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Charges and devices

1. The Faraday ice-pail experiment

This experiment shows an important result is electrostatics.

Neither an electric field nor a volume charge density exists inside a conductor under static conditions .

Inside a charge conductor, there is no electric field, and there is no charge. The excess of charge reside always on the outside surface of the conductor. We use the Faraday ice-pail experiment and Gauss's law to find this result.

The Faraday ice-pail experiment contains a charged metal sphere lowered into a neutral metal bucket on an insulating stand. We use an electrometer, the device that measures charge to indicate the presence of charge outside the bucket.

If we hang a charged metal sphere inside a closed metal can, the bucket becomes charged as the sphere is lowered.

Once the bucket encloses completely the sphere and tilted, the sphere touches the inside of the can. The sphere loses its charge and the electrometer reading is unaffected; that is the outside of the can has a charge equal to the original charge on the sphere.

At each point along the chosen gaussian surface the electric field E is zero. The charge enclosed is then zero. That is the charge on the inner surface of the bucket is equal and opposite the charge on the sphere. Since the bucket is neutral, the charge on its outer surface is equal to the charge of the sphere.

2. The Van de Graaff generator

The Van de Graaff generator contains an electric motor at the base that drives a plastic pulley which drives A rubber belt.As the plastic pulley rotates, hence it acquires a negative charge from the rubber belt by triboelectrification that is a rolling contact between two different materials.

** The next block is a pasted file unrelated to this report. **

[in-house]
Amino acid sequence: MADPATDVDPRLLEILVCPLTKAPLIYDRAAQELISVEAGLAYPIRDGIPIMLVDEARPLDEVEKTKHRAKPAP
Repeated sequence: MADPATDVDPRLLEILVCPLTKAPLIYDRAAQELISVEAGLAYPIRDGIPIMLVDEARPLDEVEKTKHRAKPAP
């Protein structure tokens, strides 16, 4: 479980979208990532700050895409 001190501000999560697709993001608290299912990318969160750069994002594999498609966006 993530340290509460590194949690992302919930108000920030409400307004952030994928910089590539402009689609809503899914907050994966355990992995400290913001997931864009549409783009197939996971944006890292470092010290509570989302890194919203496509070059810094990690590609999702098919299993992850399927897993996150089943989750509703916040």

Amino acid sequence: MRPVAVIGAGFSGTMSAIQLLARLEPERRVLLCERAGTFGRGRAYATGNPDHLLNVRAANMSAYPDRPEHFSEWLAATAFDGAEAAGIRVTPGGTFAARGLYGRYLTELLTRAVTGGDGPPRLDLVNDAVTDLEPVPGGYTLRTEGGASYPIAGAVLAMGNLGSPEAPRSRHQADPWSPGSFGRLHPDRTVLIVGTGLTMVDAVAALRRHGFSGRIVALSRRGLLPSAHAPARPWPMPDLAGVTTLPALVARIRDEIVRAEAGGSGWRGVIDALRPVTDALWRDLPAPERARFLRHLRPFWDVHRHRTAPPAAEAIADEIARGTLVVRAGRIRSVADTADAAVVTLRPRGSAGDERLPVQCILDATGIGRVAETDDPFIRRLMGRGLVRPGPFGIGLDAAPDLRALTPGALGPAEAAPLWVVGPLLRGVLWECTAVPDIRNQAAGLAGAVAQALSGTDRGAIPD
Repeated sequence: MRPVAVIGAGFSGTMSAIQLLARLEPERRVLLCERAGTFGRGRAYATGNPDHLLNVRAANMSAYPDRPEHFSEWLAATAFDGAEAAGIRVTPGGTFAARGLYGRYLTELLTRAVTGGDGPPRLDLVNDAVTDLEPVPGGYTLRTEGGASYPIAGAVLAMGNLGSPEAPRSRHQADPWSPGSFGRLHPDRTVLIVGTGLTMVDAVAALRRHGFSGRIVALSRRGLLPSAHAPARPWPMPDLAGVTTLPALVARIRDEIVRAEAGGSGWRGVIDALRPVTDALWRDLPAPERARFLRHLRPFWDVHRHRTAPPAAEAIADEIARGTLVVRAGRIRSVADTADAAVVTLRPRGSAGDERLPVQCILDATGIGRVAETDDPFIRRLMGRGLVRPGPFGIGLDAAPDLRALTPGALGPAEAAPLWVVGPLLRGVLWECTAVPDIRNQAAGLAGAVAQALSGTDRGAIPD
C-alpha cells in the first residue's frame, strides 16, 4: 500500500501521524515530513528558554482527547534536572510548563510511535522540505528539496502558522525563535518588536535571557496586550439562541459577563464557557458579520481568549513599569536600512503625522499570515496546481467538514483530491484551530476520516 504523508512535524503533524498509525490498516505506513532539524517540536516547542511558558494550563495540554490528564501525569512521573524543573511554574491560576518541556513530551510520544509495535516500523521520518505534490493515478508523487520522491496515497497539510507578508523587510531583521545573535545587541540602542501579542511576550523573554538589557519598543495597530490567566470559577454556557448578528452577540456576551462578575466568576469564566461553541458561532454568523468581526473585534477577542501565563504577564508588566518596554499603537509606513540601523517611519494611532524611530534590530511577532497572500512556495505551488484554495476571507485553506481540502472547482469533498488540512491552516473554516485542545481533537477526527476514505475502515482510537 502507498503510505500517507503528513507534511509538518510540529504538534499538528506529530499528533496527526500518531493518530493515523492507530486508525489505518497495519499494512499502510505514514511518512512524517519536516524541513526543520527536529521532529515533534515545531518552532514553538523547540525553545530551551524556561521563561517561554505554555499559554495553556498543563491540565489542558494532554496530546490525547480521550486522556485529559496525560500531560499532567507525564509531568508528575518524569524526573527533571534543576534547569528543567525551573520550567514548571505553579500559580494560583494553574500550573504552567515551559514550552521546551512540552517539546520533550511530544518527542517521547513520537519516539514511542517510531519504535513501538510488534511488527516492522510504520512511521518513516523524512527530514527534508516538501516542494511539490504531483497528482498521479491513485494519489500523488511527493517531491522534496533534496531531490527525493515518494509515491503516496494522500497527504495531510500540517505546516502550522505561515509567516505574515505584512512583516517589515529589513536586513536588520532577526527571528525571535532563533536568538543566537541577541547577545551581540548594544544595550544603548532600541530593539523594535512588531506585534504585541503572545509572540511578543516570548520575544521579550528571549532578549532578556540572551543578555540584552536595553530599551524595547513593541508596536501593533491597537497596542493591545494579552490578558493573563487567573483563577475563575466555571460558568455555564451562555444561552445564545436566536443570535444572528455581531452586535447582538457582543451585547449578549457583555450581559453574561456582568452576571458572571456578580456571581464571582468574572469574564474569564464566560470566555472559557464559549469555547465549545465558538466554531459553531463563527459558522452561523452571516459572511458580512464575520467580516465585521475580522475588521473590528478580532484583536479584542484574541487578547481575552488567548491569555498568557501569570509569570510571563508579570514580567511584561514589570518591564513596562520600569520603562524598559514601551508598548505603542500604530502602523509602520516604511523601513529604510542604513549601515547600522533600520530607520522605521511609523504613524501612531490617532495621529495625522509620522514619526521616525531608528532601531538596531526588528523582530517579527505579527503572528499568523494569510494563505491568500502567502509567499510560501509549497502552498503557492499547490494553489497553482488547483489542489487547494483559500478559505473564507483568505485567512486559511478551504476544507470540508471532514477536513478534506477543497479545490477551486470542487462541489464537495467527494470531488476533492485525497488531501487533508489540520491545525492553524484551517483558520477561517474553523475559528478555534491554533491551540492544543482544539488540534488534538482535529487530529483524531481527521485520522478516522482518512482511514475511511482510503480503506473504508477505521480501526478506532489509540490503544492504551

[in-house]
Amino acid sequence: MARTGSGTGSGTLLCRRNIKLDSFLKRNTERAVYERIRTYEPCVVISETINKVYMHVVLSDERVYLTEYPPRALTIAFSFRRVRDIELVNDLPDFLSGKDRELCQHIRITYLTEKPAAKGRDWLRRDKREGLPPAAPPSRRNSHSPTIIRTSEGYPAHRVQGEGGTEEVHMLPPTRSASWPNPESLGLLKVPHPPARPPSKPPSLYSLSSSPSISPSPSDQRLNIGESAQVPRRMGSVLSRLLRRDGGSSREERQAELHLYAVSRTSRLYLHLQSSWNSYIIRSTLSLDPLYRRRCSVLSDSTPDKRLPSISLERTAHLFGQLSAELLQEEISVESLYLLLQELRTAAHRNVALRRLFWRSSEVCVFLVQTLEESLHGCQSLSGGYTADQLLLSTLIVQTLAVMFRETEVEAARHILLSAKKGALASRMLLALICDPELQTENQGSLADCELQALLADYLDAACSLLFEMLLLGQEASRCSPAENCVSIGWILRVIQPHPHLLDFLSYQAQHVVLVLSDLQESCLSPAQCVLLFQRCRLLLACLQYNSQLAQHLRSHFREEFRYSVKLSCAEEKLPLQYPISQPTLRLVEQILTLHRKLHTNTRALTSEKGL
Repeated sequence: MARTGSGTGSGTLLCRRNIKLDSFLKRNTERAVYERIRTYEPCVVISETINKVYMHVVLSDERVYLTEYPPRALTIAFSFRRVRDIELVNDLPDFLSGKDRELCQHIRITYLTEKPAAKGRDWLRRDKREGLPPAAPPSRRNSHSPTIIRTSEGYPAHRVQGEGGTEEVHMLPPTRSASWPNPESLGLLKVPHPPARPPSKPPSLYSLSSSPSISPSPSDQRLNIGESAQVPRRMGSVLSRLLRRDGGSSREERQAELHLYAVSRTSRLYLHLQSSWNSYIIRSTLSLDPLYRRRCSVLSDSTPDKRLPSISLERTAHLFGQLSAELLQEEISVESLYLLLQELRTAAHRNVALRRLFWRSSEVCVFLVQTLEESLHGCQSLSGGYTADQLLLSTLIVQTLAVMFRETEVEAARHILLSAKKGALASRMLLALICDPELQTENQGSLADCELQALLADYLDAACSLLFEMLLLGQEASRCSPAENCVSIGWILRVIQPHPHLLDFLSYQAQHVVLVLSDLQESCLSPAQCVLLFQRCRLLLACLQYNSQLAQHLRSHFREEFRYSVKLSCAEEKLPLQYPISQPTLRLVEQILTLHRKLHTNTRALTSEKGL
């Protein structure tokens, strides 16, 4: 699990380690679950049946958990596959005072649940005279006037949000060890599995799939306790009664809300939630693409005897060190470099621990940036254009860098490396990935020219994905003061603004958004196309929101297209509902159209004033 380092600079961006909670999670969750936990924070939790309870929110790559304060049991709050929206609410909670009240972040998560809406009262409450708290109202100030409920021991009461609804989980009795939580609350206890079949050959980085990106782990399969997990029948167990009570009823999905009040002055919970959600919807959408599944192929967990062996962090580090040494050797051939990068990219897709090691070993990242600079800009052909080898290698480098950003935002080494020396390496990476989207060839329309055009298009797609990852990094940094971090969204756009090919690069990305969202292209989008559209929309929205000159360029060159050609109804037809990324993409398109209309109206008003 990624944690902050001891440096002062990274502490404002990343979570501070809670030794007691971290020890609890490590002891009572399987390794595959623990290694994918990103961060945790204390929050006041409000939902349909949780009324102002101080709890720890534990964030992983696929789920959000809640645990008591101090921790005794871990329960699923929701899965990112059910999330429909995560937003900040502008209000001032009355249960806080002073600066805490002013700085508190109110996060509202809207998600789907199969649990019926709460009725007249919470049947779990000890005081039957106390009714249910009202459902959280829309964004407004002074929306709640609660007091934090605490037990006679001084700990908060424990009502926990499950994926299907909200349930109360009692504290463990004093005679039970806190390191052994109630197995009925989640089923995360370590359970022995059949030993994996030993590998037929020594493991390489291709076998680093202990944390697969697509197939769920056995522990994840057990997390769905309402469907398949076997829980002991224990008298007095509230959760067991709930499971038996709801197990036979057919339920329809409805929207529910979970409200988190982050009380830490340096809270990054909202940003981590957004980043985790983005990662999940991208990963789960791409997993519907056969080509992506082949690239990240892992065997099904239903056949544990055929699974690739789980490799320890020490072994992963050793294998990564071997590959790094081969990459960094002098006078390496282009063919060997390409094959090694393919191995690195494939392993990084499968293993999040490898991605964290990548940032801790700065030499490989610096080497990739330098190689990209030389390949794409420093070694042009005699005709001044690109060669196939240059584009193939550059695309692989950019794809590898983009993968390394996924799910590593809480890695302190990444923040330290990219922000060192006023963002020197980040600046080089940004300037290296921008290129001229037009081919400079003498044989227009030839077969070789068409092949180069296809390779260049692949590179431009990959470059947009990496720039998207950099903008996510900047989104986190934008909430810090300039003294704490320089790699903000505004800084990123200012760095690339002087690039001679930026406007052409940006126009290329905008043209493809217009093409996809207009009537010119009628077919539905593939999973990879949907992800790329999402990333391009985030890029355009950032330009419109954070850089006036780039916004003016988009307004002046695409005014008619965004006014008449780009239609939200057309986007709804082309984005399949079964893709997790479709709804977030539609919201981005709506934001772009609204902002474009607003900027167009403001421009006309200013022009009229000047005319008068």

Therefore, the inside surface of the rubber belt becomes negatively charged. By induction, the outside of the belt becomes positively charged.

A conducting brush called the charge-spray-comb, at the base of the pulley drains the negative charges on the outside of the belt to ground. At the top of the rubber belt, the metal pulley is connected to a second charge-spray comb which is connected to the collector which is the outer metal sphere.

The collection of positive charge continues while the belt is being driven. At the outer metal sphere of radius R, the positive free charge Q is uniformly distributed, and the electrostatic potential is Q/4πεoR.

As the generator continues to produce charge on the sphere, the related potential difference between the sphere and the ground can reach some million volts. While the charge is accumulated,the air around the sphere becomes ionized. Charging continues until a voltage break down occurs in the air, that results in an arc between the sphere and the ground.

We use also a ground sphere, positioned few inches away from the Van de Graaff dome metal sphere, and grounded to the base of the Van de Graaff. While the dome is charging, the ground sphere becomes charged, by induction, with an opposite sign charge. Note that we can reverse the charge of the sphere by simply reversing the two pulleys.

When the dome becomes enough charged, the ground sphere is attracted to the dome and a spark occurs. After the spark, the two spheres lose their charges.


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